FOUNDING & MANAGING PARTNER, STOCK POT IMAGED
“I really feel that being a woman in this industry is powerful and that we have the capability to connect on a much deeper level, than say the men do – I am a sativa girl!”
THE POTENT PHOTOGRAPHER – A little over a year ago Ophelia Chong, a Photography teacher at The Art Center in Pasadena, was taking a shower and realized that there were no stock agencies specializing in cannabis imagery. That is precisely the moment that Stock Pot Images was born. A month after her revelation, she was funded and the LLC was established.
Ophelia explained to me that the standard stock image sites like Getty only offer limited and stereotypical images, “Anything you see on Getty are stereotypical images of what prohibition has done their view of the cannabis user, what they would label as “stoners”. It has nothing to do
with our community and doesn’t even look real. Stock Pot only
photographs real users and real communities. You can’t fake out a
cannabis user, they want authenticity.”
“The name just came from stock photography and pot pictures, so Stock Pot just came out of the blue. Plus, you can’t tell its cannabis right away. It is not as direct as “weed porn” or “weed pics” it has a little more of a playful tone with cannabis,” Ophelia noted about the name of her company.
Her background is in Photography and has been a creative director specializing in book and magazine design for over two decades. She earned a Photography BFA from the Art Center and is an instructor at her alma mater in the photo dept. since 2010. Before the cannabis industry, she worked for film companies and film festivals and moved into print and design after that. She explained that she got into the industry because of a family member who has a terminal illness and began using cannabis to help alleviate some of the symptoms. She also told me that she is not really a smoker but will vape from time to time but she jokingly admitted she mostly does edibles because she likes to snack.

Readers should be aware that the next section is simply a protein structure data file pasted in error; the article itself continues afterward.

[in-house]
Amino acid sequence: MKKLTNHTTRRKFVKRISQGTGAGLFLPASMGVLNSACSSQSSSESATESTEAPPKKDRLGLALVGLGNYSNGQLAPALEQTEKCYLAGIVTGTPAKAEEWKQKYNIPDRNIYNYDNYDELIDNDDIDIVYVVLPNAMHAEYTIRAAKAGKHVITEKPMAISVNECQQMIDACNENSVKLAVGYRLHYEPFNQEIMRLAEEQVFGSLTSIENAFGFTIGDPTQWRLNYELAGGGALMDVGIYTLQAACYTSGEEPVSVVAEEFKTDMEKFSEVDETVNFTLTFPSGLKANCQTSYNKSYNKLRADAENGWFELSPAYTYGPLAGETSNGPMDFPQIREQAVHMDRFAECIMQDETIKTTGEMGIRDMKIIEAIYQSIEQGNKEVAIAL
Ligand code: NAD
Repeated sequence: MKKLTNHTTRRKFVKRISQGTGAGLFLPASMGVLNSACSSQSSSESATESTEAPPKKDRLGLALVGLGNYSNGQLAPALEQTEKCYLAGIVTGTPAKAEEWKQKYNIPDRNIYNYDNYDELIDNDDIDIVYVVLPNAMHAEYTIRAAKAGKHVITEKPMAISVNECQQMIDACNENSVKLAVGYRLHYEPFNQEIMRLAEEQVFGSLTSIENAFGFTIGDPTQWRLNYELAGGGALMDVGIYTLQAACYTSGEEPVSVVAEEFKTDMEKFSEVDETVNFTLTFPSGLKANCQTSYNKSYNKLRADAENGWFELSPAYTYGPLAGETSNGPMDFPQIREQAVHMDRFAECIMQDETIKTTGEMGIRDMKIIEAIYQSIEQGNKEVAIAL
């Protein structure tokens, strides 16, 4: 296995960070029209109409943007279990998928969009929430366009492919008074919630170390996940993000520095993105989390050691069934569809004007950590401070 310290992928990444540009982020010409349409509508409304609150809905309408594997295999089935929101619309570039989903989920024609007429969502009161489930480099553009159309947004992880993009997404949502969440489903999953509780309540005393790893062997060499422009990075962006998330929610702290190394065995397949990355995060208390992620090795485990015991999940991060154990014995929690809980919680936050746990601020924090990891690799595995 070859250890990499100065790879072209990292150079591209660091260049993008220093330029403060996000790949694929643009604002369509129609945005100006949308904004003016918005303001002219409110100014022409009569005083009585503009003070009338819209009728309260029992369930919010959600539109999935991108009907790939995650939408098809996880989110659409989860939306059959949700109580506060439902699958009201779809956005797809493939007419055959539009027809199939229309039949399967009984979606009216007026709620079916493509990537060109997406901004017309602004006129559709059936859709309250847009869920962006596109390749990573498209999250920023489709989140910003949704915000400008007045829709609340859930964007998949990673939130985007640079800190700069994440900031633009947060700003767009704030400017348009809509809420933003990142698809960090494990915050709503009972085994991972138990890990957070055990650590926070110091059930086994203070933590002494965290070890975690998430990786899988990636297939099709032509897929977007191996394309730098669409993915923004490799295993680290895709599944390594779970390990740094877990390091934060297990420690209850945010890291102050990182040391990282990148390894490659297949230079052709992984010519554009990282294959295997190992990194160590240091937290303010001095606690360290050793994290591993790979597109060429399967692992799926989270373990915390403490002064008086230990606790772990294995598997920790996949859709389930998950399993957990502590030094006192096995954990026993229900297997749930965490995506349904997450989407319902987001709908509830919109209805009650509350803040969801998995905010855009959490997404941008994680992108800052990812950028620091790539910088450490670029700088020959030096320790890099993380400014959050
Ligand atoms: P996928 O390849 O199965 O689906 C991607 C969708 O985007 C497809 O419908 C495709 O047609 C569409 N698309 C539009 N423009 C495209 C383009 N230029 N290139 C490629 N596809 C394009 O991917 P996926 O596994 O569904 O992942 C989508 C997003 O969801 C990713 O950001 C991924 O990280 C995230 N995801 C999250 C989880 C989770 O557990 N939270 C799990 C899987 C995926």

When we discussed what it is like for her as a female in the industry, she said, “I think it’s easier to be a woman. There is less competition. People don’t want to go into it because it’s illegal and they have a misconception of what it is.” She also told me she loves the women in the industry because we are all quick to help one another and have not “reached the bi**hy factor” yet.
She also stated that as opposed to other industries, men and women are on more of an even playing field; it’s not so much about women as it is that there are difficulties for people in general. In the ever-changing market we live in, large companies are in fear of being shut down – this is something non-discriminant to women or men.
Ophelia is also the founder of Asian Americans for the Cannabis Education along with Monica Lo and Tiffany Wu. This is a group of Asian Americans that want to educate other Asians about cannabis. Ophelia explained to me that statistics show the two largest groups against cannabis legislation are Asians and Latinos, due to Schedule One drug concerns and misconceptions.
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